Let me start by explaining what radiative forcing actually is and why it is the subject of so much debate, for those not familiar with the term. Radiative forcing is basically the change in radiation (including visible light) which the earth receives as a result of whatever gas we are talking about.
Another important term here is net irradiance which is the difference between the amount of light (I will just refer to all forms of electromagnetic radiation as light from now on, just to keep it simple) entering the earth, and the amount leaving it. Ignoring things like street lights, fires and cities (which are minimal compared to the amount of light hitting the earth), we can basically consider this net irradiance term to mean the amount of light which the earth is absorbing from the sun.
Put simply, radiative forcing is the change in Net Irradiance.
The Intergovernmental Panel on Climate Change created its own, more specific, definition of the term:
Radiative forcing is a measure of the influence a factor has in altering the balance of incoming and outgoing energy in the Earth-atmosphere system and is an index of the importance of the factor as a potential climate change mechanism. In this report radiative forcing values are for changes relative to preindustrial conditions defined at 1750 and are expressed in watts per square metre (W/m2).
Carbon dioxide (CO2) has an effect on the atmosphere's ability to absorb light, because it is able to absorb radiation at frequencies not already absorbed by other gases in the atmosphere. It was actually only discovered during the 1950s, that CO2 was able to absorb frequencies not already absorbed by water. Let's take a look at the absorption bands of the most prominent gases in our atmosphere:
Absorption bands of the major gases in the Earth's atmosphere (source: Climate Change Science)
CO2 absorbs light at 2.5,4 and 20 micrometer wavelengths, giving rise to its label as a greenhouse gas. The gas in our atmosphere able to absorb the largest frequency ranges is water vapour. It should noted, that this also explains the phenomenon that more humid regions are less affected by recent temperature changes, as CO2 plays a smaller role. Cooler and drier regions have seen larger temperature increases in recent decades, which can be attributed to the larger role that CO2 plays in these areas (REFERENCE).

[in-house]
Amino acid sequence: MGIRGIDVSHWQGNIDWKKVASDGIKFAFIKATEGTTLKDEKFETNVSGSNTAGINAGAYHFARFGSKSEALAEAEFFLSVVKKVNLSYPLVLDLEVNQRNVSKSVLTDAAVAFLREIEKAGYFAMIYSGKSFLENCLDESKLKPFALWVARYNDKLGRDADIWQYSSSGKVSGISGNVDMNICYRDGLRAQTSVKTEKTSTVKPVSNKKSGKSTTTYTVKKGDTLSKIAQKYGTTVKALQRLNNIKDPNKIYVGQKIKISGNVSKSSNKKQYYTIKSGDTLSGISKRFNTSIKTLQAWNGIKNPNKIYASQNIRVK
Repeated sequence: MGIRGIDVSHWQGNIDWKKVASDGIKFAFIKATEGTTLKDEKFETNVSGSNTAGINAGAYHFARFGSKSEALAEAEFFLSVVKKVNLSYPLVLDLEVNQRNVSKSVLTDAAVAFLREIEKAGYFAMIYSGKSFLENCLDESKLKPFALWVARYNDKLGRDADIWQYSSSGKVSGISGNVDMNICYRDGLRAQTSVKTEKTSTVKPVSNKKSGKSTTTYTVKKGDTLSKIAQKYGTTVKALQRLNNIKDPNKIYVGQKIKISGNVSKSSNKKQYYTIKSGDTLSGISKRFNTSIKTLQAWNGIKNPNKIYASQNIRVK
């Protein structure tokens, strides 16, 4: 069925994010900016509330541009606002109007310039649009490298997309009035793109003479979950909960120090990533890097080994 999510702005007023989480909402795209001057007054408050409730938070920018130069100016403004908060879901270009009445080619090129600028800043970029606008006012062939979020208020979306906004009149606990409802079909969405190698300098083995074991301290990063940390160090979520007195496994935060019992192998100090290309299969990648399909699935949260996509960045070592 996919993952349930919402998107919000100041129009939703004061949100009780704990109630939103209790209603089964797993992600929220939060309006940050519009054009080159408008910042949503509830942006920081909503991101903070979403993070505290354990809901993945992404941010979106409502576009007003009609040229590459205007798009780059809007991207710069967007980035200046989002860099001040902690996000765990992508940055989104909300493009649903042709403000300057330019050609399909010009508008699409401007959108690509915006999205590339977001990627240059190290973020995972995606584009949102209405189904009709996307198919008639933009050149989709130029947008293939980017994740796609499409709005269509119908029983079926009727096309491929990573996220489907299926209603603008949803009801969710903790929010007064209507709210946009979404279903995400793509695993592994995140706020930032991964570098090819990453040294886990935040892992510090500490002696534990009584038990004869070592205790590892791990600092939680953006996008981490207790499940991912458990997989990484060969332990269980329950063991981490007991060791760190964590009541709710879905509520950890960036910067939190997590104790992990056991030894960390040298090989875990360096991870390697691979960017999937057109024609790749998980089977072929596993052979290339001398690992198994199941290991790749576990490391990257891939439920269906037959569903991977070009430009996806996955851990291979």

As a material, or gas, becomes denser, it absorbs more an more light. For example, a piece of glass 1cm thick does not appear to absorb anything, but if you look through it sideways (through the edges) it becomes very difficult to see the other side. A similar effect occurs with fluids, including CO2. However, unlike some substances, CO2 never actually experiences this saturation and continues to absorb more and more light as it gets denser and thicker. The change in the amount of light which CO2 absorbs (ie. the radiative forcing) can be represented empirically by the following equation:
source:Myhre et. al 1998
By setting the reference CO2 concentration value (C0) to 250ppmv, we can plot the resulting radiative forcing (change in net irradiation) resulting from the respective additions of CO2, shown below up to 1000ppmv:
Radiative forcing from additions of CO2 to the atmosphere
This graphical representation makes it much easier to see that the amount of potential warming which additional CO2 is by no means limited by the approach of a saturation point. This should put an end to the CO2 radiative forcing is saturated debates floating around of the global climate change forums, as it shows that radiative forcing is likely to continue to increase significantly over the next few decades.
For a more comprehensive discussions on CO2 concentrations and global temperatures, please see my blog on the relationship between CO2 and global temperature.